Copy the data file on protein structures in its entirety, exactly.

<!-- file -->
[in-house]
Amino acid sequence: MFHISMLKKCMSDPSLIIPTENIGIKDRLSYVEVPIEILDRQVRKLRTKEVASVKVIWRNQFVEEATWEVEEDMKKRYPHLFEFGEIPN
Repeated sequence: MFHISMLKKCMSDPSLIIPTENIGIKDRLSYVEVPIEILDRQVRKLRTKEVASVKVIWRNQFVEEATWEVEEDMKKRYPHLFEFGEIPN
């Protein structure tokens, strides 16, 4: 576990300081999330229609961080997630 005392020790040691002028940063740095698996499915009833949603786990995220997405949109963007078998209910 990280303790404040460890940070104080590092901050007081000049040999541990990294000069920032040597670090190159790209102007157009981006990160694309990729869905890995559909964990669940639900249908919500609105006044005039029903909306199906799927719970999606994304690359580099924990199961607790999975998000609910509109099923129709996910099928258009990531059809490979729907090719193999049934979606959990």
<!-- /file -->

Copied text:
[in-house]
Amino acid sequence: MFHISMLKKCMSDPSLIIPTENIGIKDRLSYVEVPIEILDRQVRKLRTKEVASVKVIWRNQFVEEATWEVEEDMKKRYPHLFEFGEIPN
Repeated sequence: MFHISMLKKCMSDPSLIIPTENIGIKDRLSYVEVPIEILDRQVRKLRTKEVASVKVIWRNQFVEEATWEVEEDMKKRYPHLFEFGEIPN
């Protein structure tokens, strides 16, 4: 576990300081999330229609961080997630 005392020790040691002028940063740095698996499915009833949603786990995220997405949109963007078998209910 990280303790404040460890940070104080590092901050007081000049040999541990990294000069920032040597670090190159790209102007157009981006990160694309990729869905890995559909964990669940639900249908919500609105006044005039029903909306199906799927719970999606994304690359580099924990199961607790999975998000609910509109099923129709996910099928258009990531059809490979729907090719193999049934979606959990």